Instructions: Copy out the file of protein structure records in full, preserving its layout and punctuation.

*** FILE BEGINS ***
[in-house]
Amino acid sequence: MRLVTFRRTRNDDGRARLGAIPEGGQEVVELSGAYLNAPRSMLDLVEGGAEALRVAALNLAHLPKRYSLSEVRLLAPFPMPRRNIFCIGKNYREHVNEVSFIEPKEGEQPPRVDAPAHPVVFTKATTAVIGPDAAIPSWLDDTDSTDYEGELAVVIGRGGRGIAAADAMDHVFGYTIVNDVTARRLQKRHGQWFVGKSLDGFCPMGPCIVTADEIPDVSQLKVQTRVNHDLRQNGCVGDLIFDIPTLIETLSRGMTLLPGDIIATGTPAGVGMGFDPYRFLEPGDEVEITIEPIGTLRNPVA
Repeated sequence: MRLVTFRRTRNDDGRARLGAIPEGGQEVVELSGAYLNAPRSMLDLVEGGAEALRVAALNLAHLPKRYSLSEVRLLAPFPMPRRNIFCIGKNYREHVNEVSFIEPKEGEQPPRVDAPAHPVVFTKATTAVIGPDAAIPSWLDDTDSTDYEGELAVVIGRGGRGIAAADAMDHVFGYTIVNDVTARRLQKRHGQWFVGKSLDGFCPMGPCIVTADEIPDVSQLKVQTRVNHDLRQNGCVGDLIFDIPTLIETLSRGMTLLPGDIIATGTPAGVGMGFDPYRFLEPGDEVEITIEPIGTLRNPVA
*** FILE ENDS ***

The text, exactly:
[in-house]
Amino acid sequence: MRLVTFRRTRNDDGRARLGAIPEGGQEVVELSGAYLNAPRSMLDLVEGGAEALRVAALNLAHLPKRYSLSEVRLLAPFPMPRRNIFCIGKNYREHVNEVSFIEPKEGEQPPRVDAPAHPVVFTKATTAVIGPDAAIPSWLDDTDSTDYEGELAVVIGRGGRGIAAADAMDHVFGYTIVNDVTARRLQKRHGQWFVGKSLDGFCPMGPCIVTADEIPDVSQLKVQTRVNHDLRQNGCVGDLIFDIPTLIETLSRGMTLLPGDIIATGTPAGVGMGFDPYRFLEPGDEVEITIEPIGTLRNPVA
Repeated sequence: MRLVTFRRTRNDDGRARLGAIPEGGQEVVELSGAYLNAPRSMLDLVEGGAEALRVAALNLAHLPKRYSLSEVRLLAPFPMPRRNIFCIGKNYREHVNEVSFIEPKEGEQPPRVDAPAHPVVFTKATTAVIGPDAAIPSWLDDTDSTDYEGELAVVIGRGGRGIAAADAMDHVFGYTIVNDVTARRLQKRHGQWFVGKSLDGFCPMGPCIVTADEIPDVSQLKVQTRVNHDLRQNGCVGDLIFDIPTLIETLSRGMTLLPGDIIATGTPAGVGMGFDPYRFLEPGDEVEITIEPIGTLRNPVA